Posted by Anthony Demangone
Yogi Berra is a smart man. This is one of his best observations.
Baseball is 90 percent mental. And the other half is physical.
That is actually true, for anyone who has played the game. I think Professor Berra was on to something. A similar calculation could be used for regulations.
Ninety-percent of regulatory burden is made up of all the rules and regulations. The other half is how those rules are written.
One of these days, someone is going to reinvent how regulations are drafted and presented. If they get it right, I think it will be a win-win. The regulations will be easier to read and understand. And that will lead to greater compliance. Usually, the goal of a regulation is to solve a simple problem. If regulators can come up with simple, creative ways to solve that problem, everyone will be better off.
Here are two examples off what I mean.
1. The CARD Act and Regulation Z. When the CARD Act became law, it mandated that the Fed issue a number of credit card-related regulations. Those were issued in three waves. The first proposal totaled more than 800 pages (ultimately 241 in the federal register) of dense regulatory language. We spent a lot of resources helping our member figure out how to break the rule down into readable portions. (When someone can add value by helping someone else figure out how to read a regulation you've written, you may have a problem.) Over the course of the next year, additional proposals and clarifications were issued.
And it continues. Just last month, the Fed issued another "clarification" to clear up a hand-full of CARD Act-related issues. The length of that clarification totaled more than 300 pages.
2. Unnecessary complexity. MDIA has created an interesting discussion that has reached the level of complexity needed to launch a rocket into space. What is that issue? If you overstate the loan's APR in your dwelling-secured loan's disclosures, must you re-disclose your MDIA disclosures under Regulation Z? You'd think this would be a simple question. But it is not. I won't bore you with the bloody details. But if you want to see the complexity - read this article issued by the Fed.
To paraphrase Allen Iverson, we're talking about an overstated APR. An overstated APR. A creditor in this situation has disclosed an APR to the member that ends up being higher than what the member will get. The member will get a lower APR when the loan is consummated. In many cases, the member is no better or worse off - they pay the same amount. But in some cases, the lender must halt the process, re-disclose, and then wait for the necessary time before the loan can move to closing.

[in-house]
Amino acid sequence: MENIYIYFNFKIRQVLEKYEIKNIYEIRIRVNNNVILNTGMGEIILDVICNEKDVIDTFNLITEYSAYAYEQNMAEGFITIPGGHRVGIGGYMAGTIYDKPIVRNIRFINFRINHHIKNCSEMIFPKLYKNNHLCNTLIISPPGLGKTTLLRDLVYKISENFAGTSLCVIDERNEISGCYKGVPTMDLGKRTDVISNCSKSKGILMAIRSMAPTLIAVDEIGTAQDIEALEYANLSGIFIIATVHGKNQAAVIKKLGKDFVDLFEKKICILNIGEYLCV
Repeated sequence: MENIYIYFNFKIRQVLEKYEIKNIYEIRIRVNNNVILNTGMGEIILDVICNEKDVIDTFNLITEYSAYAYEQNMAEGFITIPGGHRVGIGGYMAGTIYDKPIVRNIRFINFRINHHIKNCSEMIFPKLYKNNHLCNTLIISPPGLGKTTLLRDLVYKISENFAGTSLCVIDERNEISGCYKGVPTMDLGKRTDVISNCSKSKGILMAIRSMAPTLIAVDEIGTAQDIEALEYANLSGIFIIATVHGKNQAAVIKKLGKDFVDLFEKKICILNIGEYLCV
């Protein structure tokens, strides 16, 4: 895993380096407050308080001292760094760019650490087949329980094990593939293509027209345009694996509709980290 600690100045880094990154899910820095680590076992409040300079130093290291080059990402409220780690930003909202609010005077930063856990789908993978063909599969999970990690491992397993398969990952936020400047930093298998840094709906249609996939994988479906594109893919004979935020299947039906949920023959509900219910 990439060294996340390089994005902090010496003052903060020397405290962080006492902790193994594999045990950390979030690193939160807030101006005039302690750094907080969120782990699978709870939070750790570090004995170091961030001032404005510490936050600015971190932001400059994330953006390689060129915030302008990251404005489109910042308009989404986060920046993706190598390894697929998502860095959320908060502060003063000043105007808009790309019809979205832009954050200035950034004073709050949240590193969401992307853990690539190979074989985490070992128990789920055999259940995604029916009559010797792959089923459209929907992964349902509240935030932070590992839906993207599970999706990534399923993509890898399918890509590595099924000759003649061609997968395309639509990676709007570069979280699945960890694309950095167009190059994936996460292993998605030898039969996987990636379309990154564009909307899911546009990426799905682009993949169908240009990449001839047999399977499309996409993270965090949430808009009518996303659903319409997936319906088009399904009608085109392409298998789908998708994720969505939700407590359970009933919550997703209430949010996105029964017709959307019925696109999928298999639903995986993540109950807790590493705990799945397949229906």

This could have been regulated a different way. How about this general rule? If you overstate the APR, no harm, no foul. No need to re-disclose. Just let the member know at closing what the new APR is. If the member proceeds to closing, they surely didn't mind the higher APR. And for those who think that this creates a perverse incentive to inflate costs to err on the side of overstating the APR, thereby erasing the need for re-disclosure, Adam Smith is rolling over in his grave. Market pressures will demand that they get that as close as possible. If it is too high, they'll lose mortgages at the margins to other lenders.
These were just two examples of how the regulatory system seems to be breaking down. When it takes hundreds of pages to explain one provision of a rule, be it a provision of the CARD Act or MDIA, it may be time to come up with a different rule altogether.
Here's a thought.
What if financial organizations could create their consumer disclosures using a risk-based system that is based on their products and services. The regulation could come up with certain over-arching goals, such as clarity of disclosures, and certain prohibited practices. But beyond those basic requirements, each organization would have to defend its disclosures and advertisements against basic principles: Is this disclosure or advertisement easy to understand? Does it accurately describe the features and costs of the account or service? Can we say (with a straight face) that it would not mislead or confuse the average consumer.
What do you guys think?
Give them what they want? Well, during compliance school, more than a few of you approached me and said something like this
Yes, we like the compliance stuff...but we really like pictures of your kids.
I understand completely. And with that in mind...
They just had their 2-year check up. Kate is now 3 foot, one inch tall. Briggs is a clean three feet. They both weigh just under 26 pounds. Kate is in the 99th percentile for height. Briggs is in the 86th percentile. Come on, growth! The Demangone side of the gene pool never saw 6 feet, to the best of my knowledge. I look forward to when my kids can look down on me.
Have a great weekend, everyone!